Flutamide

Flutamide is a type of hormone therapy Open a glossary item. It is a treatment for advanced (metastatic) prostate cancer.

You pronounce flutamide as floo-ta-mide.

How does flutamide work?

Prostate cancer needs the male hormone testosterone to grow. Testosterone is also called an androgen Open a glossary item

Flutamide is a type of hormone drug called an anti androgen Open a glossary item. It stops testosterone from reaching the cancer cells. This can slow the growth of your cancer and may shrink it. 

How do you have flutamide?

Flutamide is a tablet. You take it 3 times a day.

You should swallow the tablet whole with a glass of water. 

Take your flutamide tablets after food.

You must take tablets according to the instructions your doctor or pharmacist gives you.

You should take the right dose, not more or less.

Talk to your healthcare team before you stop taking a cancer drug, or if you miss a dose.

How often do you have flutamide?

You might have flutamide before or during other hormone treatments called luteinising hormone (LH) blockers Open a glossary item (such as goserelin, leuprorelin and triptorelin). LH blockers work by lowering the level of testosterone (the male sex hormone). It stops the release of luteinising hormone from the pituitary gland. Open a glossary item

You need to take flutamide before you start some other types of hormone treatment because they can take a few weeks to lower your testosterone. During this time they can make your symptoms worse. This is called tumour flare Open a glossary item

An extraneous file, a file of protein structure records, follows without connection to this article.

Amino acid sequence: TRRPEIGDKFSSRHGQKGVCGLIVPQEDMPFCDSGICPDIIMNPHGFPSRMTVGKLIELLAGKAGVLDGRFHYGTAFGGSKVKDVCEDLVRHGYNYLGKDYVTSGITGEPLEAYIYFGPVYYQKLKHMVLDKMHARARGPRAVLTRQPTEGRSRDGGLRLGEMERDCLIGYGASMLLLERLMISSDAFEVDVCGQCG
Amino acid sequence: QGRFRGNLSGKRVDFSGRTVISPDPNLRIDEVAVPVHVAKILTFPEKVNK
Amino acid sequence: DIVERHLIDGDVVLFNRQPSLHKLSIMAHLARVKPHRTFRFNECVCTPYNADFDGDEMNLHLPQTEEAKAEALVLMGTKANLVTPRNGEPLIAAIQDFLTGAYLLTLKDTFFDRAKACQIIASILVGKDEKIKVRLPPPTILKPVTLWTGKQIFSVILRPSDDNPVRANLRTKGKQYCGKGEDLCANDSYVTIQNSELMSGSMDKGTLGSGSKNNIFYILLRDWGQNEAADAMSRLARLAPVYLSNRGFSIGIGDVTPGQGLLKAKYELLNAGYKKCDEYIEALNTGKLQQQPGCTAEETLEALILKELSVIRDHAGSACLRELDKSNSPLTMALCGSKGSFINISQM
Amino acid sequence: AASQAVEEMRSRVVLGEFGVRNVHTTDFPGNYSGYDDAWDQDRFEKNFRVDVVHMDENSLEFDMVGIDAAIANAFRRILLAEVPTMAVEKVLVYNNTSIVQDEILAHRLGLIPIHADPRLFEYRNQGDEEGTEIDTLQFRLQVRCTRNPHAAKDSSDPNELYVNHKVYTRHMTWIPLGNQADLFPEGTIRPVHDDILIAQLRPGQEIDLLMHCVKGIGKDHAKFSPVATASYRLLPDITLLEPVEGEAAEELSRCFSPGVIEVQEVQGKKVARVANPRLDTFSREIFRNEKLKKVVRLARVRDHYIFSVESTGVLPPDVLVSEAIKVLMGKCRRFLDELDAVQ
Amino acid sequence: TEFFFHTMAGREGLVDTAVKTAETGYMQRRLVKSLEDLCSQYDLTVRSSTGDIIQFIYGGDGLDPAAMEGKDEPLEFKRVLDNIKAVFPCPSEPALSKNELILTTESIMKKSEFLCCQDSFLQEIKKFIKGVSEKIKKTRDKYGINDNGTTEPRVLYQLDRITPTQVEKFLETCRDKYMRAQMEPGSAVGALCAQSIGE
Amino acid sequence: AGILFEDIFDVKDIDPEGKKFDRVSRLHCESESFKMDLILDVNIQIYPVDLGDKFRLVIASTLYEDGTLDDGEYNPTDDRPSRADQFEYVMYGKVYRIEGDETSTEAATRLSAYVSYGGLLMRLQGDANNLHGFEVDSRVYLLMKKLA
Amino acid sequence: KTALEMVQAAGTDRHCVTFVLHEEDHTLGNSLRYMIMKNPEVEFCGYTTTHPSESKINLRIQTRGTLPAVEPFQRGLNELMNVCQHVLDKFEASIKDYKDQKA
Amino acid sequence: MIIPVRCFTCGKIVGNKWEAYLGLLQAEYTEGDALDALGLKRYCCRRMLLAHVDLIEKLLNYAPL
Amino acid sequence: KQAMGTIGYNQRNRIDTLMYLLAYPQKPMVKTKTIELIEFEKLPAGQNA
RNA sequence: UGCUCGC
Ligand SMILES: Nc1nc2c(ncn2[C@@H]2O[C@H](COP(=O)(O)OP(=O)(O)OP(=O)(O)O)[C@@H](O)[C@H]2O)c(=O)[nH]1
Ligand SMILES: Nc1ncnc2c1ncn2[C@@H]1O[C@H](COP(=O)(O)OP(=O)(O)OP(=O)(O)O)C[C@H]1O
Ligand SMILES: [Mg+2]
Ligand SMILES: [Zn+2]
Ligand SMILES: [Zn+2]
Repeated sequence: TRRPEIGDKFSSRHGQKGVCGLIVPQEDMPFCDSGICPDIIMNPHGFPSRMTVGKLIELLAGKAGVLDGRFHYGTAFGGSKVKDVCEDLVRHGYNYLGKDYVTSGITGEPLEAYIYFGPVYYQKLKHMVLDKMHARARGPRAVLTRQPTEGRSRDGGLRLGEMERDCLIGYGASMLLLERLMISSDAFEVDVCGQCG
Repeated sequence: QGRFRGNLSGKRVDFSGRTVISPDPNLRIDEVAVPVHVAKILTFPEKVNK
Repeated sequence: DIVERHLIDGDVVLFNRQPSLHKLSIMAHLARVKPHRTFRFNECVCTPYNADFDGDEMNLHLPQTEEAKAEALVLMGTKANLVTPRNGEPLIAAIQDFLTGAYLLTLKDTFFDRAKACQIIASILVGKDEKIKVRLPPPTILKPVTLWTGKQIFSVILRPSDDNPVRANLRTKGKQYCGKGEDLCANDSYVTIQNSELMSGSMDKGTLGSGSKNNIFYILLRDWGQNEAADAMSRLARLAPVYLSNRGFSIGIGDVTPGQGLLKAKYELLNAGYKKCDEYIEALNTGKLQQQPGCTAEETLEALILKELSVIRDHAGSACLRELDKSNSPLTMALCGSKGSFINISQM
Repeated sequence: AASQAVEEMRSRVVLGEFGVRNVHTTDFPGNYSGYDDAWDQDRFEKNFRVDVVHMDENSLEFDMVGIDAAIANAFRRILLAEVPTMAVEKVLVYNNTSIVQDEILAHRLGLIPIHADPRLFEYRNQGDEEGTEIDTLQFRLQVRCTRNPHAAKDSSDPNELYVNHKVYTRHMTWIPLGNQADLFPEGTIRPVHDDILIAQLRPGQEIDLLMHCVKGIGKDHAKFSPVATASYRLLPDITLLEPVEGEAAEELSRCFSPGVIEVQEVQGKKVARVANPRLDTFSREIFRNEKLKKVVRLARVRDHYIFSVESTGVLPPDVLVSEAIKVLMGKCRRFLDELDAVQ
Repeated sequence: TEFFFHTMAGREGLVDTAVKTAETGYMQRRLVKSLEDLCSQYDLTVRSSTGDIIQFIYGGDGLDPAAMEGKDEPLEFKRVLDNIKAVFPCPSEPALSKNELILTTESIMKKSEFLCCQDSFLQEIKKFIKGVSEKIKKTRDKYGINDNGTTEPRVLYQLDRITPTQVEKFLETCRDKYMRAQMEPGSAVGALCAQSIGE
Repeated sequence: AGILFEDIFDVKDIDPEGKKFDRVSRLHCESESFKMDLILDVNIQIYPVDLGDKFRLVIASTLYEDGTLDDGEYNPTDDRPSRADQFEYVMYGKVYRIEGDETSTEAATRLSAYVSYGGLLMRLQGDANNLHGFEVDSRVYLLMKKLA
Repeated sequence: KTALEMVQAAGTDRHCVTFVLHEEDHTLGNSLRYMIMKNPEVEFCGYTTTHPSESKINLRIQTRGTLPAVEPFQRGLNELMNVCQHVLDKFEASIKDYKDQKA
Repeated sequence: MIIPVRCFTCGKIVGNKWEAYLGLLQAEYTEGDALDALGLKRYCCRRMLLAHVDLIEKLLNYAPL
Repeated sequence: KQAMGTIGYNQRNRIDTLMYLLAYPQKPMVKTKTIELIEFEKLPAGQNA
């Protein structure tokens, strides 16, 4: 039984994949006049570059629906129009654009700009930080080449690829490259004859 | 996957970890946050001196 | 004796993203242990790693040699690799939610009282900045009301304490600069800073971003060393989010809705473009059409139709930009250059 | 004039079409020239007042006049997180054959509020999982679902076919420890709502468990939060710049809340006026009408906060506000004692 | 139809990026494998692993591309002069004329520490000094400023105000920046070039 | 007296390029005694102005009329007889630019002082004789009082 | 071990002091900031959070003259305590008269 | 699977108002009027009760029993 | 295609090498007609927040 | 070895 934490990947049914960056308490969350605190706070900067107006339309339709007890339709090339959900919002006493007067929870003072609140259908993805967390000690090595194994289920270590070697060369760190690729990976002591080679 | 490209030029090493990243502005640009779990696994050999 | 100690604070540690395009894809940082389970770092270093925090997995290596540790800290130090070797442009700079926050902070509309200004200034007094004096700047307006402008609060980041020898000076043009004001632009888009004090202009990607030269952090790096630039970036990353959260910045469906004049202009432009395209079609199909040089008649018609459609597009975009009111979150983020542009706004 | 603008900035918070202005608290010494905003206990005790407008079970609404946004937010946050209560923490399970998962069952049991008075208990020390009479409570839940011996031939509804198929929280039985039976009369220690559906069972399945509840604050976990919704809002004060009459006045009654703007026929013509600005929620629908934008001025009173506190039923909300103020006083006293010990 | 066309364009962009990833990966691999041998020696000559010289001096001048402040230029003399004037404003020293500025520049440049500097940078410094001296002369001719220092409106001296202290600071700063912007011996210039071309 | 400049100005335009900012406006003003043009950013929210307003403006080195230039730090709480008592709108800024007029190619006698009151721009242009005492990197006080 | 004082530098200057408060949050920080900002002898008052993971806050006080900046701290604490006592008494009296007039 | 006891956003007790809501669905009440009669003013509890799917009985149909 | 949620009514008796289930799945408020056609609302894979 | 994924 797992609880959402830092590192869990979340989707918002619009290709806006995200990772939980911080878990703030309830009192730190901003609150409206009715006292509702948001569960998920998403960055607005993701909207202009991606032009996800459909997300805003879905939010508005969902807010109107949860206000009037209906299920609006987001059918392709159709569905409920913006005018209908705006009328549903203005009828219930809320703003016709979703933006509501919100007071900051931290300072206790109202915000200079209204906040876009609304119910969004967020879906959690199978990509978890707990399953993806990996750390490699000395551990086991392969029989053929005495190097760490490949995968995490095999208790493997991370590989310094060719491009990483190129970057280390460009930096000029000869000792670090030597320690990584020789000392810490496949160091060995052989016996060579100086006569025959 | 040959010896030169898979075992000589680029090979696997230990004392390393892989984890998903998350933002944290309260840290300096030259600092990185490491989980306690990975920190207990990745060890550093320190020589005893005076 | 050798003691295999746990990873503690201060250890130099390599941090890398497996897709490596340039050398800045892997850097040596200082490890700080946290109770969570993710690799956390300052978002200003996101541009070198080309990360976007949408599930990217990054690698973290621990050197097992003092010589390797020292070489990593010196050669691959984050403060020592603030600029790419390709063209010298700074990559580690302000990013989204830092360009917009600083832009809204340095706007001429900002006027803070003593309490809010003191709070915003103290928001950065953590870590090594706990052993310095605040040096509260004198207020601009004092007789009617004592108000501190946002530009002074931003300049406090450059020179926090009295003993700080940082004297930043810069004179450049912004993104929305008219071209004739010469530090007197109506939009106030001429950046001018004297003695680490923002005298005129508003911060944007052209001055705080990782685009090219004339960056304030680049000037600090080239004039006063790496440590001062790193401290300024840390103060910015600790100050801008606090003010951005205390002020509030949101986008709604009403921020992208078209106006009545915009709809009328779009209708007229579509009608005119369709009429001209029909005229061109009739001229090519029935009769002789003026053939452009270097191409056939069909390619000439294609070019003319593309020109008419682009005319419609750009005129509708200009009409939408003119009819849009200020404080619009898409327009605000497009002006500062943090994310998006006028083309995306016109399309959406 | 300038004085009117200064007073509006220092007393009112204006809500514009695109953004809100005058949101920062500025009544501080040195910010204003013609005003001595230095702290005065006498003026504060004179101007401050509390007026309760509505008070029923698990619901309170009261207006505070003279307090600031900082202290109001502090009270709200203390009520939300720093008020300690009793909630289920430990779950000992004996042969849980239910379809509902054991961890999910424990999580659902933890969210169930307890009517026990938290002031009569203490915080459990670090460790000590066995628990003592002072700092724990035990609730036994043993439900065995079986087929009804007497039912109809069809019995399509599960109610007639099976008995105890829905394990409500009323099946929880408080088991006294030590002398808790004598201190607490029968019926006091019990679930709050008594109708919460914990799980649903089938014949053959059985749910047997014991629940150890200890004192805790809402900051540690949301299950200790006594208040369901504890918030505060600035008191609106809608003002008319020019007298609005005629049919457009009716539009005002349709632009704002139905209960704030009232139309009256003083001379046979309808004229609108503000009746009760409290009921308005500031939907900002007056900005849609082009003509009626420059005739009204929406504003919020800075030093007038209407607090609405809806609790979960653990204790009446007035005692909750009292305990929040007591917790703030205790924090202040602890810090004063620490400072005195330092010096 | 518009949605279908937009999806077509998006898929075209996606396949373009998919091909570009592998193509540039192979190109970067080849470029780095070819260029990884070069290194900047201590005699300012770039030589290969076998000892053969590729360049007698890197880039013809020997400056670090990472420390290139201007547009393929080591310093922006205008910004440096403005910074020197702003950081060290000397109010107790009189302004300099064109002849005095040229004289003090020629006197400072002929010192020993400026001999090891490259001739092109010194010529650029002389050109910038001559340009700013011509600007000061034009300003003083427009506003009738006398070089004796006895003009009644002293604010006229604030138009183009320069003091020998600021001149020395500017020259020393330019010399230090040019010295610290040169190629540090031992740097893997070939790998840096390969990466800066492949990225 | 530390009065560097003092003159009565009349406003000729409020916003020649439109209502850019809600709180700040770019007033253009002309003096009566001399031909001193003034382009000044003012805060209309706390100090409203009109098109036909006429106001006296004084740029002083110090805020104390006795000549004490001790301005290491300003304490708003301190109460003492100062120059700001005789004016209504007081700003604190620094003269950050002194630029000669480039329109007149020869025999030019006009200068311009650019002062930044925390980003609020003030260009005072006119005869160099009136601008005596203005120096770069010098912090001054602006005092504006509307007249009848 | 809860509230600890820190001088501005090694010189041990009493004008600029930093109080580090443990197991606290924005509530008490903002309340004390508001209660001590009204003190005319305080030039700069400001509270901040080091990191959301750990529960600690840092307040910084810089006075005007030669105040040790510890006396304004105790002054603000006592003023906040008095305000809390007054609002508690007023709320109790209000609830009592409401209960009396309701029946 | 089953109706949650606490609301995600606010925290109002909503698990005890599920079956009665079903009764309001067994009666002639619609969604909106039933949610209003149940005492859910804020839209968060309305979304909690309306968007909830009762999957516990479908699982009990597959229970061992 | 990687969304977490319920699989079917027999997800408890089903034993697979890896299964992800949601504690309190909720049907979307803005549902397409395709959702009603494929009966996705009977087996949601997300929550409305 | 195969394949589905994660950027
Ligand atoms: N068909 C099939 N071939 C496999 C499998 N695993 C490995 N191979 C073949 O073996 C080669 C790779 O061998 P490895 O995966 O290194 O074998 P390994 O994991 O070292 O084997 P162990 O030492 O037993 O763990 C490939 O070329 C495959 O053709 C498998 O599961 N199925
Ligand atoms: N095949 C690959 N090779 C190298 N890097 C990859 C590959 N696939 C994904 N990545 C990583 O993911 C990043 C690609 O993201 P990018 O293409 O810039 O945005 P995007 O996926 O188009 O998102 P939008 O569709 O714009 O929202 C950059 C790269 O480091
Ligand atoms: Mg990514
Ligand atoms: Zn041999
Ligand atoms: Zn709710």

If you are having flutamide to stop a flare reaction, you take it for a few days before starting the LH blocker, and stay on it for about 4 to 6 weeks. 

Tests

You nay have blood tests before and during treatment.

What are the side effects of flutamide?

Side effects can vary from person to person. They also depend on what other treatment you are having. 

When to contact your team

Your doctor, nurse, or pharmacist will go through the possible side effects. They will monitor you closely during treatment and check how you are at your appointments. Contact your advice line as soon as possible if:

  • you have severe side effects 

  • your side effects aren’t getting any better

  • your side effects are getting worse

Early treatment can help manage side effects better.

We haven't listed all the side effects here. Remember it is very unlikely that you will have all of these side effects, but you might have some of them at the same time.

Common side effects

These side effects happen in more than 10 in 100 people (more than 10%). You might have one or more of them. They include:

Hot flushes 

We have some tips for coping with hot flushes in men. This information also includes some of the possible treatments. Talk to your doctor if your hot flushes are hard to cope with. They might be able to prescribe you some medicines.

Loss of interest in sex (libido)

Talk to your doctor if you have this. You might be able to have some treatments to help with low libido. 

Unable to get an erection (impotency)

You might have problems getting an erection (impotence). Talk to your doctor or nurse if you have problems getting an erection. There are treatments that can help, such as medicines, vacuum pumps and injections or pellets. Your doctor or nurse can refer you to a specialist in this area.

Breast swelling (Gynaecomastia)

Talk to the team looking after you about this. You might also have breast pain or some milk leaking from the breasts.

Diarrhoea

Contact your advice line if you have diarrhoea. For example, in one day you have 2 or more loose bowel movements than usual. If you have a stoma, you might have more output than normal. Your doctor may give you anti diarrhoea medicine to take home with you after treatment.